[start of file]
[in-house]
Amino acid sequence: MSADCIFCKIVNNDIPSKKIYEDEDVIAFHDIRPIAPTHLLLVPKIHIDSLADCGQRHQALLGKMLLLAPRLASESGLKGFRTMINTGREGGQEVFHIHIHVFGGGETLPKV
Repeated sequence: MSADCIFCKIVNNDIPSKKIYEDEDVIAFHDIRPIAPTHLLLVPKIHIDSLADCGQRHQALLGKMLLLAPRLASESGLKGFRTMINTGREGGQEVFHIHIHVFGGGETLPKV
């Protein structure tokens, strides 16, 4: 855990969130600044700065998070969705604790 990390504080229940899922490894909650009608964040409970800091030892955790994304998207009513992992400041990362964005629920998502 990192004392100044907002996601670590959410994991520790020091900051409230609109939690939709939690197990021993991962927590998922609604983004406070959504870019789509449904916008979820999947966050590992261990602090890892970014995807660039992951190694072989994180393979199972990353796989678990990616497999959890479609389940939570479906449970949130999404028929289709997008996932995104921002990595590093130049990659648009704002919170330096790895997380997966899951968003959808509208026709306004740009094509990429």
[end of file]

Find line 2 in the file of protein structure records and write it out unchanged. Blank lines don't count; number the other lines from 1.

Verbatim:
Amino acid sequence: MSADCIFCKIVNNDIPSKKIYEDEDVIAFHDIRPIAPTHLLLVPKIHIDSLADCGQRHQALLGKMLLLAPRLASESGLKGFRTMINTGREGGQEVFHIHIHVFGGGETLPKV